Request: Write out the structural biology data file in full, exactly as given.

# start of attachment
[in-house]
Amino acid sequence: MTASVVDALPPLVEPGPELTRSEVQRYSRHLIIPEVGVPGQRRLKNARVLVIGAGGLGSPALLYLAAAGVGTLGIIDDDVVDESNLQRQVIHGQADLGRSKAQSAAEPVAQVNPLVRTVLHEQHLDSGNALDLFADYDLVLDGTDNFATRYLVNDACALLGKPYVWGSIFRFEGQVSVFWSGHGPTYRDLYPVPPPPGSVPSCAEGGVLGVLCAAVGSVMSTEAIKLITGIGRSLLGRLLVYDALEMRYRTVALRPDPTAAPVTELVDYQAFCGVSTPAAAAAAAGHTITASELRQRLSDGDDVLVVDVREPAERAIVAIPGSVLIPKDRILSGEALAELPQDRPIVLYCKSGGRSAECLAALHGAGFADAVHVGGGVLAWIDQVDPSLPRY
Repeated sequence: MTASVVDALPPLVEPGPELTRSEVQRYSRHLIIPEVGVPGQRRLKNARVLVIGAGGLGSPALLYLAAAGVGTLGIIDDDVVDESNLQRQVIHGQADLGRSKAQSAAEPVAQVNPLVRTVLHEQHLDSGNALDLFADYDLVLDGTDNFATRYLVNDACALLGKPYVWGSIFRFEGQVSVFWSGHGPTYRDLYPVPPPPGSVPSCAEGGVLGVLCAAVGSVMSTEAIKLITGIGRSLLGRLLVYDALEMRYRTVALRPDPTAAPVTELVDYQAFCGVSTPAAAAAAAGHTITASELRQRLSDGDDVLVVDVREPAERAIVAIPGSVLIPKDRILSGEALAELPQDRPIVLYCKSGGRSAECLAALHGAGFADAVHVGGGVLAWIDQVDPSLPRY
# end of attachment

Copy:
[in-house]
Amino acid sequence: MTASVVDALPPLVEPGPELTRSEVQRYSRHLIIPEVGVPGQRRLKNARVLVIGAGGLGSPALLYLAAAGVGTLGIIDDDVVDESNLQRQVIHGQADLGRSKAQSAAEPVAQVNPLVRTVLHEQHLDSGNALDLFADYDLVLDGTDNFATRYLVNDACALLGKPYVWGSIFRFEGQVSVFWSGHGPTYRDLYPVPPPPGSVPSCAEGGVLGVLCAAVGSVMSTEAIKLITGIGRSLLGRLLVYDALEMRYRTVALRPDPTAAPVTELVDYQAFCGVSTPAAAAAAAGHTITASELRQRLSDGDDVLVVDVREPAERAIVAIPGSVLIPKDRILSGEALAELPQDRPIVLYCKSGGRSAECLAALHGAGFADAVHVGGGVLAWIDQVDPSLPRY
Repeated sequence: MTASVVDALPPLVEPGPELTRSEVQRYSRHLIIPEVGVPGQRRLKNARVLVIGAGGLGSPALLYLAAAGVGTLGIIDDDVVDESNLQRQVIHGQADLGRSKAQSAAEPVAQVNPLVRTVLHEQHLDSGNALDLFADYDLVLDGTDNFATRYLVNDACALLGKPYVWGSIFRFEGQVSVFWSGHGPTYRDLYPVPPPPGSVPSCAEGGVLGVLCAAVGSVMSTEAIKLITGIGRSLLGRLLVYDALEMRYRTVALRPDPTAAPVTELVDYQAFCGVSTPAAAAAAAGHTITASELRQRLSDGDDVLVVDVREPAERAIVAIPGSVLIPKDRILSGEALAELPQDRPIVLYCKSGGRSAECLAALHGAGFADAVHVGGGVLAWIDQVDPSLPRY